There are five kinds of sturgeon in the Danube: the beluga, the ship's sturgeon, the Russian sturgeon, the stellate and the sterlet. The ship's sturgeon, with its curved snout and rounded whiskers is the closest to extinction, but none are exactly flourishing in the wild. This is the oldest fish on earth, once the pride of the river, and the most abundant. Ancient Dacian tribesmen caught them in a fence made up of stakes driven into the bed of the river, with hooks protruding between the wooden bars. The Dacian word for this device, garda, can still be found in modern Serbian. When the Romans conquered the Dacians, in two bloody campaigns from ad 100 to 113, they forced their captives to teach them how to catch sturgeon before they killed them or marched them off to the slave markets. The base of Trajan's Column in Rome shows bearded, trousered men cowering beneath the swords of triumphant legionaries, distinguished by their clean-shaven faces and short tunics. As a piece of war propaganda rather than faithful reportage, there are no images of bearded men teaching the Romans to fish.
Roman engineers adapted the Dacian model into a lobster pot, fixed to the riverbed. The technology has changed little. In the museum at Baja in Hungary, I saw wooden bars arranged like the side of a child's cot, with hooks protruding between them. The hooks get stuck in the fishes' armour, and the more they struggle, the deeper the barbs embed themselves in their sides. These 'fish fences' are then hauled up beside the boats, and the fish extracted.
Radu rattles his visitor's box, a simple shoebox full of fish bones and fish skeletons. The sturgeon, he explains, 'is a great climber and a poor swimmer'. He demonstrates with his arms the way the fish fixes its dorsal fins firmly at its side, and digs them into the riverbed as anchors on its long migrations up the River Danube. He produces two fins from his box, long and yellow and sharp, more like knitting needles than pins. When the fish reached the cataracts which once lined certain sections of the riverbed, they would anchor their bodies with these fins, swim a bit, then anchor again to rest behind a suitable rock. In that way they could climb the steep, swift-flowing uphill gradient.
The oldest fossils of sturgeon are two hundred million years old. These fish have swum beneath the waters of the earth ten times longer than man has run along the surface. In that time they have hardly changed. The fossils show the long-noses of the beluga just as they are today, hunting the ledges of the Black Sea and the Caspian, where once they hunted in the Pannonian Sea. The beluga is the largest, and can reach a length of six metres and a weight of up to a tonne. Filmed underwater, they look like giant space ships, twisting and turning between the galaxies.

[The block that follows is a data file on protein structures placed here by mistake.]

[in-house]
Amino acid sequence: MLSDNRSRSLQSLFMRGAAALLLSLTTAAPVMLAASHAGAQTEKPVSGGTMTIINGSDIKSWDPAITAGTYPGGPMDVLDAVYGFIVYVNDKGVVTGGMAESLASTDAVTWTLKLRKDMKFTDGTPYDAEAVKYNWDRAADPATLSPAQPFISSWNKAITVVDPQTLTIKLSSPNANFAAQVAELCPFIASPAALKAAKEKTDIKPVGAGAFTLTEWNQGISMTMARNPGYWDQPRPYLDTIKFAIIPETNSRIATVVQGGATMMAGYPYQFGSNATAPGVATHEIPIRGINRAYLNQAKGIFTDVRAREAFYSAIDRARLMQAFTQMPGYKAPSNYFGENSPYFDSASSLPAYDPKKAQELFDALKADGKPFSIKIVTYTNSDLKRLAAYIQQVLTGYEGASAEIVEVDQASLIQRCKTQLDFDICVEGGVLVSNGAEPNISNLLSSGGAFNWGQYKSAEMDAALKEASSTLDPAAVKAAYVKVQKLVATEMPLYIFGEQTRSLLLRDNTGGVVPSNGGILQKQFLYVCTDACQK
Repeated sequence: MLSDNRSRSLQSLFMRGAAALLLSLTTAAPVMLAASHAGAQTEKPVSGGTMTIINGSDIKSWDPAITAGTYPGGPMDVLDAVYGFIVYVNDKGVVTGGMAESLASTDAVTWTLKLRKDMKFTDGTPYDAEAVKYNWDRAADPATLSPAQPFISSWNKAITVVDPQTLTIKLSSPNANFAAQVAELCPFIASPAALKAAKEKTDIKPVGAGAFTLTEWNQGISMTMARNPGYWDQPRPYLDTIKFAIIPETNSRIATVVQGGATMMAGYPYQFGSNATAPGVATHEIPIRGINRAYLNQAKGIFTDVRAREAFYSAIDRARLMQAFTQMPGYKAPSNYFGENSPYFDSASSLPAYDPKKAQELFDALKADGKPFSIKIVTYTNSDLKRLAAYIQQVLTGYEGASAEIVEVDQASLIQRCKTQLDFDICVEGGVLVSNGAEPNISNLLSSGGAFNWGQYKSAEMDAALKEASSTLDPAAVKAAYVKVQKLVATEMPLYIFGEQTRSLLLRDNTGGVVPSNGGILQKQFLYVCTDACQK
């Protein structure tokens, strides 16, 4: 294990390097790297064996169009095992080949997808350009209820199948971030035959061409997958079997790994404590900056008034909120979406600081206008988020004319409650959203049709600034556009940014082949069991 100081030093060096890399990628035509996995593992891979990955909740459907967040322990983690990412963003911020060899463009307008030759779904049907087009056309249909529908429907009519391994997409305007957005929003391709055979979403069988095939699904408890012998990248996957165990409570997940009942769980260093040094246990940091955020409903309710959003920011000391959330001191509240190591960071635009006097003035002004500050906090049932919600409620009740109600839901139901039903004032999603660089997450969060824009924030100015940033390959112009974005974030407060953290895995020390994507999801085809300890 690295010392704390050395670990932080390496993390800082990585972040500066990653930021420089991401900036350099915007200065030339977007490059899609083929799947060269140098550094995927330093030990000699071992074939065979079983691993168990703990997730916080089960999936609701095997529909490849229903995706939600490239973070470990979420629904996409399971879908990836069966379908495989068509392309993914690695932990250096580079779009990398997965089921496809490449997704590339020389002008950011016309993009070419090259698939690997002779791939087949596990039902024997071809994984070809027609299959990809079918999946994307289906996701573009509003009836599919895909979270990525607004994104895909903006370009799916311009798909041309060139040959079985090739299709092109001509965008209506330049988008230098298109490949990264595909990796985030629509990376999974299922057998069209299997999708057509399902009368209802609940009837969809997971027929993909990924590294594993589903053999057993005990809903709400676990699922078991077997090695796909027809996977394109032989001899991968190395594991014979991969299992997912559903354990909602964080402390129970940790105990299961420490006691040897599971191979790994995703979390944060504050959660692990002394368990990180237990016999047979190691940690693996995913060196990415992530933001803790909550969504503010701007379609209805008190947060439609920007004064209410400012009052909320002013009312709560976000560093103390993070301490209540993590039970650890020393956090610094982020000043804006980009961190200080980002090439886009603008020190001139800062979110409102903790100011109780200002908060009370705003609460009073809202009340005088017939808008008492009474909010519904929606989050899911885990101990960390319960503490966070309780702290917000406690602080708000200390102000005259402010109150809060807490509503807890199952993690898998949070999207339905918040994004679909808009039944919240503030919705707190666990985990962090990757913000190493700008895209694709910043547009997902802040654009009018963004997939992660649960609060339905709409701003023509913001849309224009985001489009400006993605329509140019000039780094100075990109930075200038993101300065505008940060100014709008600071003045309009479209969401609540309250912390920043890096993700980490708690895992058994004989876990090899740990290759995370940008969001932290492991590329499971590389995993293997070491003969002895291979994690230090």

'There are people who have lived their whole lives beside the river, and never seen a sturgeon,' says Radu. It insists on staying close to the bottom of the river. In the Black Sea, where three of the five Danube species spend most of their adult life, the fish also rarely surface. Little was known about their movements at sea until a joint Romanian-Norwegian research project was launched in 2009. Small satellite transmitters, each costing as much as a laptop computer, were fixed to five teenage fish, which were returned to the Danube at Hârsova, far upriver.
In the Neptune restaurant that evening in Tulcea, beneath murals of trident-wielding gods, over plates of fried pikeperch washed down with white wine from the Niculi?el region, Radu tells me more about the project. Harald was the most successful so far, a twelve-year-old male named after the King of Norway. A healthy sixty kilos, he headed out to sea as soon as he was released into the Danube. He spent that winter on an underwater ledge, only sixty metres deep, in the north-west corner of the Black Sea, off Odessa. This was the first scientific proof that this was where sturgeon gather in winter, where they are most vulnerable to trawlers – crucial information for conservationists. The small gadget attached to his back was programmed not to broadcast all the time, but simply to store the data, then send it up to the satellite when the fish finally reached the surface. Exactly 164 days after he was released, Harald resurfaced 11 kilometres off the Crimea. During that first night, according to the information beamed to the Argos satellite, he travelled at a steady fifteen kilometres an hour – presumably on the deck of a fishing boat. Harald had been caught. He was still alive, probably, but only just.
Another remarkable feature of the sturgeon is its ability to live for days out of water. A huge beluga caught by Serbian fishermen at Apatin in 2003 was wrapped in a fisherman's blanket on the shore for several hours, then succeeded in unwrapping itself and rolling back down the bank into the water to escape. Before it eluded them, its captors noted the remains of several rusting hooks in its side. That was more than twenty years after the Iron Gates dam on the Romanian–Serbian border cut off the sturgeon from its traditional breeding grounds in the Danube shallows between Hungary and Slovakia. The fish must either have been stranded upriver when the dam was built, or slipped into the locks beside a laden barge, to continue a migration route denied to the rest of its species.